Beginners

These tutorials are appropriate for those new to WordPress, or for non-coders.

Improve Your WordPress Site With The Site Health Tool

Improve your WordPress site with the Site Health Tool

The Site Health tool was introduced in WordPress 5.2. It’s designed to give you, the site owner, some valuable information about your site and server performance. It’s also useful in the event you have to contact the support team for your theme or a plugin you’re using.

In this post we’ll have a quick look at this tool and highlight the most important recommendations.

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How To Make A WordPress Test Site In 8 Small Steps

How To Make a WordPress Test Site In 8 Small Steps

Every time a new version of WordPress is released, some people will experience compatibility problems with their sites. These can be minor and easily resolved, or they can be more tricky to diagnose. Either way, especially for non-developers, such problems are a little scary, particularly if they make your website inaccessible or unusable. One way to ease the stress of an upgrade, or to experiment with any changes you may want to make on your site, is to create a sandbox, or testing site. The video in this post shows you how you can easily do that using free tools.

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What’s Making Our Websites Slow? We Are!

What’s Making Our Websites Slow? We Are!

I’ve been working in customer support for a premium caching plugin (WP Rocket) for several years now. I’ve seen a lot of websites and helped a lot of customers. Every day, many times a day, in our ticket queue, we receive some version of this question:

“Why isn’t my site faster?”

Depending on the site there may be many answers to this question. However the answer is almost never anything to do with caching.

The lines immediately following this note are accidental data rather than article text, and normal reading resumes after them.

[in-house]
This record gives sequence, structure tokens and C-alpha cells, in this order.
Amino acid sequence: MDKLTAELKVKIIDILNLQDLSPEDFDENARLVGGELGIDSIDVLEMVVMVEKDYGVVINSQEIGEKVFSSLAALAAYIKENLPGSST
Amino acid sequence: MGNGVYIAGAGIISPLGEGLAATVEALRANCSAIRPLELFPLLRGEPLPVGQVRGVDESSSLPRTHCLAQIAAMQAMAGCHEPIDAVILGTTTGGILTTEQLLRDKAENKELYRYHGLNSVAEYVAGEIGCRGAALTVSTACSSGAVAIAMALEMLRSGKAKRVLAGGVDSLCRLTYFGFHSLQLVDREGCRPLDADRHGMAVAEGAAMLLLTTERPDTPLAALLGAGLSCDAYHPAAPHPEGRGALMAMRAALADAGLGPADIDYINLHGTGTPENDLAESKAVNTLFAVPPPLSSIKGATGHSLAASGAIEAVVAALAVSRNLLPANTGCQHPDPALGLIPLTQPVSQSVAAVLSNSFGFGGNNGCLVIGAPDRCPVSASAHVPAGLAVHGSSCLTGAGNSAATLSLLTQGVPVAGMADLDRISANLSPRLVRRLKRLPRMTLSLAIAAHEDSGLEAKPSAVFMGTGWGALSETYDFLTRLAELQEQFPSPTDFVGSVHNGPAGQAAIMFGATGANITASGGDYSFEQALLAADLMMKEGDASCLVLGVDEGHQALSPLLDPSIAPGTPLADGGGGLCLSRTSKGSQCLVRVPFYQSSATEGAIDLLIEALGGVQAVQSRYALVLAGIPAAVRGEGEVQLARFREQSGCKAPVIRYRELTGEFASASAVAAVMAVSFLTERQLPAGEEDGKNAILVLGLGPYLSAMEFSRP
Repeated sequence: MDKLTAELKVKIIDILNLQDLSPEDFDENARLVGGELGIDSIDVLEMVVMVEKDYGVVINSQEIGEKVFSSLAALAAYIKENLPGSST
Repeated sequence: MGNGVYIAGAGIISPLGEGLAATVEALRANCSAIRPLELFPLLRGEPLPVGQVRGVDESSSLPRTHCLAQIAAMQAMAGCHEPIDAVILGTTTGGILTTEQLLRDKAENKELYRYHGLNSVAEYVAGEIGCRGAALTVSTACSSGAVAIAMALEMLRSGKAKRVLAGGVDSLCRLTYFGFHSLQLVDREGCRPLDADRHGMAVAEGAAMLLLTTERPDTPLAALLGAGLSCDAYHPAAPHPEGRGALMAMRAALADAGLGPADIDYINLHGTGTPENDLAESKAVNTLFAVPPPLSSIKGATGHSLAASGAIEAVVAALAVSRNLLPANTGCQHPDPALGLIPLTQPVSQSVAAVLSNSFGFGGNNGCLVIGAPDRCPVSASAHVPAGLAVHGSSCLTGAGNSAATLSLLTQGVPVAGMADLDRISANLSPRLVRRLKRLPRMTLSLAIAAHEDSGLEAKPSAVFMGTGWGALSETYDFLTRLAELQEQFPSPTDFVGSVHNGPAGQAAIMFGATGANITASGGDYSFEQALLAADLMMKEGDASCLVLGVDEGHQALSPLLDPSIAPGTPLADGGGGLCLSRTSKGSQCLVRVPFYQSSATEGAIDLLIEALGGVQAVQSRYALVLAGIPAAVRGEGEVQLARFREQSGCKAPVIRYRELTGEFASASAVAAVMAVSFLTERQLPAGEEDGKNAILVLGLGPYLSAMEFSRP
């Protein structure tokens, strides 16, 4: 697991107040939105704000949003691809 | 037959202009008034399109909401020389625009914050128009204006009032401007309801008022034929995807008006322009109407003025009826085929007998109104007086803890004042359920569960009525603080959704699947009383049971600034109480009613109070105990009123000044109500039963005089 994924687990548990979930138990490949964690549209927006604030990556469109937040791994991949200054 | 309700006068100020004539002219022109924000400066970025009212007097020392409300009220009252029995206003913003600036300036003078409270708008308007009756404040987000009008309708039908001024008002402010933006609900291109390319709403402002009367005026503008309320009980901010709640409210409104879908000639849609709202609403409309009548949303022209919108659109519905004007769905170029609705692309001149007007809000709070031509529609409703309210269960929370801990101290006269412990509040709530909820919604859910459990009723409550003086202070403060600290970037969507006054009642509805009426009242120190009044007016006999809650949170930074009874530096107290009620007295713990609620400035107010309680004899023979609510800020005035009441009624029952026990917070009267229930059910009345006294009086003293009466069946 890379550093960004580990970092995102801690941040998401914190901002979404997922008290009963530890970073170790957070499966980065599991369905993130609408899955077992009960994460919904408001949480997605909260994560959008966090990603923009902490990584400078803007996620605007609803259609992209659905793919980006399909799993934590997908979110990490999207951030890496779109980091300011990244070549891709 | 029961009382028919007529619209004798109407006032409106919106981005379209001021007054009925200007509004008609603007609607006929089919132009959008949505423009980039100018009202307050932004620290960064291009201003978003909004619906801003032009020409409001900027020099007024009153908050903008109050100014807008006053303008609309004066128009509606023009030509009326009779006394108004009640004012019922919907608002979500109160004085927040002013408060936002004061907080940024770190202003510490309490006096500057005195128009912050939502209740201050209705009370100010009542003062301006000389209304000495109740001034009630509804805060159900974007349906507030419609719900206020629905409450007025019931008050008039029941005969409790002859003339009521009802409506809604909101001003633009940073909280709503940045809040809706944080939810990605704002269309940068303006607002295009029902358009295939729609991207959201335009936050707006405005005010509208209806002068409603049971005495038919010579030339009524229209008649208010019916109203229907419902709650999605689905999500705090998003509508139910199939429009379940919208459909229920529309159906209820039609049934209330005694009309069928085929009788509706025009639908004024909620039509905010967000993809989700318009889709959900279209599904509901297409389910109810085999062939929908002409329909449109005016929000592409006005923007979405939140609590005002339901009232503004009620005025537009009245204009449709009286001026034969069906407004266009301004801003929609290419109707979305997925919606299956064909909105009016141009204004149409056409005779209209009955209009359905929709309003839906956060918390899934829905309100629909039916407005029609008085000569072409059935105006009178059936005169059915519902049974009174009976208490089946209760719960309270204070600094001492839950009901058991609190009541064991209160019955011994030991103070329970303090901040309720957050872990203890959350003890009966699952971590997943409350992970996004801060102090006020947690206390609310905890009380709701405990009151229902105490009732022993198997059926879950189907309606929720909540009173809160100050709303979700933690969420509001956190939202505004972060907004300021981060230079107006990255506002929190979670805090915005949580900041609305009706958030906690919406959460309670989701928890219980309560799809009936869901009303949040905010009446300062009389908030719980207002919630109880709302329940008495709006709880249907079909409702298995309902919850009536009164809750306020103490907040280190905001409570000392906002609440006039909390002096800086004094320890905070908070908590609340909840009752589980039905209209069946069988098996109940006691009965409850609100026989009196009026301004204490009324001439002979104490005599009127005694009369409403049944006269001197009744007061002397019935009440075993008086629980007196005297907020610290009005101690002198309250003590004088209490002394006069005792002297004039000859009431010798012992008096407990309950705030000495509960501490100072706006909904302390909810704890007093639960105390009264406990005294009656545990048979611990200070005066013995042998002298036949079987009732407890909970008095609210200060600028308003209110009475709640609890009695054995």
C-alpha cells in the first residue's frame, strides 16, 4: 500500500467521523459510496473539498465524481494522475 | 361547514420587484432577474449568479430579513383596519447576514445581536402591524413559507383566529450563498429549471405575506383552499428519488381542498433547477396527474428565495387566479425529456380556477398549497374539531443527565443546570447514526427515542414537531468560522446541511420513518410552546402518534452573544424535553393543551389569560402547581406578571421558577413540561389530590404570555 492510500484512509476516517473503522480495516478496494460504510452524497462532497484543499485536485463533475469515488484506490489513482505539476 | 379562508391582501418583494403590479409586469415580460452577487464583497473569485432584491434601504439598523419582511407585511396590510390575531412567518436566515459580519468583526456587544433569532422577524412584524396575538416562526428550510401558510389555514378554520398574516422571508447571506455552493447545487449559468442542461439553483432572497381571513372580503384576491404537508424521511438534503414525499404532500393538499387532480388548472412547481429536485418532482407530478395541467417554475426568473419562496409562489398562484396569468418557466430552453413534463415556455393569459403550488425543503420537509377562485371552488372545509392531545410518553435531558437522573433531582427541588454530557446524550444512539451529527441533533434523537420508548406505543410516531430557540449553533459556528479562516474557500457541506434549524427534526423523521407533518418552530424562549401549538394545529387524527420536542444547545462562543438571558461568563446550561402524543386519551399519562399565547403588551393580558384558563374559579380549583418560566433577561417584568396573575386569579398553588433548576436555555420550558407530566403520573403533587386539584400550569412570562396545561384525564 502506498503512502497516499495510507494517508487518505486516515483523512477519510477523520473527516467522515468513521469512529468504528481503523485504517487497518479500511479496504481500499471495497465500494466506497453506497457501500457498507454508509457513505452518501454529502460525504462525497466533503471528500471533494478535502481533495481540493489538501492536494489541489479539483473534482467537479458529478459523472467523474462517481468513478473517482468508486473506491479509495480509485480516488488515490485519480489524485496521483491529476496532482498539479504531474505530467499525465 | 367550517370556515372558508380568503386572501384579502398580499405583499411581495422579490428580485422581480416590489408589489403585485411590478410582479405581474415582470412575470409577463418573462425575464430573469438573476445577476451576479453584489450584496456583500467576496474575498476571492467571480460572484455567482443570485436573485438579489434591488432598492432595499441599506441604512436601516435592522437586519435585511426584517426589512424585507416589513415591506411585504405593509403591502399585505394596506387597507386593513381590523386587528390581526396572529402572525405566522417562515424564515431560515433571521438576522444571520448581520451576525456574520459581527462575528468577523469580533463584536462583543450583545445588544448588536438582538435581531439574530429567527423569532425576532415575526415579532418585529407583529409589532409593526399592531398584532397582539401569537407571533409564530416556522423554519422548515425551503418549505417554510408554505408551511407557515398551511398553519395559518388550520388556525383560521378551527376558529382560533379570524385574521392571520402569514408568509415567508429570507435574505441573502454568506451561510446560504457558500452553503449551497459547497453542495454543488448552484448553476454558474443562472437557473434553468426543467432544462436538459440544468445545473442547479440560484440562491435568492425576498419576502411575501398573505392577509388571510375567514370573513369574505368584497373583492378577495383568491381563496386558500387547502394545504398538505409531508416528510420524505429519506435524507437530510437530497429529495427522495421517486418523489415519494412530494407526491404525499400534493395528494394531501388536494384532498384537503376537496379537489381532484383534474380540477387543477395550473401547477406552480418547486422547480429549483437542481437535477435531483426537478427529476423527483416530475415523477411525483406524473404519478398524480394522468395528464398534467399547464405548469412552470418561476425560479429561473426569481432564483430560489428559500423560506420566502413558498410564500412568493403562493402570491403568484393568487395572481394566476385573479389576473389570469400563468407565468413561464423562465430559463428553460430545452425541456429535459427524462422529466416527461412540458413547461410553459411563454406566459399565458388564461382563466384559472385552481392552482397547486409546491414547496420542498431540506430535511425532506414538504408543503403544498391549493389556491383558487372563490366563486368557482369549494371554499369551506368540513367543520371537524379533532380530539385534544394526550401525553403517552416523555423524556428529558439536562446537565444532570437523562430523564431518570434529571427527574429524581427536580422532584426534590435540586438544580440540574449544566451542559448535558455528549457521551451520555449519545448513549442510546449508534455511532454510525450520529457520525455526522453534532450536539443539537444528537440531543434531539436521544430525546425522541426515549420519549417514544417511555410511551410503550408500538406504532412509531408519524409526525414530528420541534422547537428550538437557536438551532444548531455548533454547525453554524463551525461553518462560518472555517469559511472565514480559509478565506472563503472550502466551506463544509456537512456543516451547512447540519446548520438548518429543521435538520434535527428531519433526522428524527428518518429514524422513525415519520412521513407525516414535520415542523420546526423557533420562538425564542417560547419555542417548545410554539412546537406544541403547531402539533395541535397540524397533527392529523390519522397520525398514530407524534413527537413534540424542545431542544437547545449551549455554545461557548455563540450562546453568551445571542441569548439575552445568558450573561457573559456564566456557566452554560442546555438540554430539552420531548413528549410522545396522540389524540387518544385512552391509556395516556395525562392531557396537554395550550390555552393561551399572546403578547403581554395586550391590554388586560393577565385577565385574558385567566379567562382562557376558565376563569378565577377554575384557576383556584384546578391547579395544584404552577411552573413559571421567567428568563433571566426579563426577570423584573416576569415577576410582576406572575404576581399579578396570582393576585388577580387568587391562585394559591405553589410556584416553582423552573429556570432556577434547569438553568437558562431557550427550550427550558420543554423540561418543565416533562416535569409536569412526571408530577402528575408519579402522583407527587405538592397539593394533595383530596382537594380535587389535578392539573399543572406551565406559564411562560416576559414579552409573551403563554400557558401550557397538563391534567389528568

A caching plugin, nor any one optimization technique can fix all performance issues. In fact, as site owners we can be our own worst enemy when it comes to speed, due to all the content we’ve put on our pages.

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How To Update Old Content On Your WordPress Site

How to Update Old Content on Your WordPress Site

Maintaining a steady flow of traffic to your WordPress site isn’t only dependent on constantly producing brand new content. Updating old content is a great practice to keep benefitting from the posts you’ve already worked on. It’s possible to take advantage of Google’s freshness algorithm and generate a new burst of traffic for the updated content, as well as provide a better user experience for visitors to your site ensuring they never find old or irrelevant information. 

In this post I’ll cover:

  • The easiest way to update existing posts in WordPress
  • How to push your content to the top of your blog feed again
  • How to let Google know your content has been updated without pushing it to the top of your blog feed again
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Google PageSpeed Insights – A Guide For WordPress Users

Google PageSpeed Insights – A Guide for WordPress Users

I’ve updated this guide based on the recent changes to the PageSpeed tool.

Listen, let’s keep it real, PageSpeed Insights is a tool best used by developers. Its intentions are good but it’s not targeted at the average WordPress site owner. Even with the recent introduction of some WordPress-specific messaging, many aspects of the report are too technical to be clearly actionable.

In this guide I’ll try to translate what PageSpeed is talking about and let you know which factors you can control, as a WordPress site owner, and which you can’t.

The basic message of PageSpeed Insights could be translated as follows:

  • Keep your pages light and simple.
  • Avoid unnecessary fanciness.
  • Consider mobile users, particularly those who pay for every byte of data.
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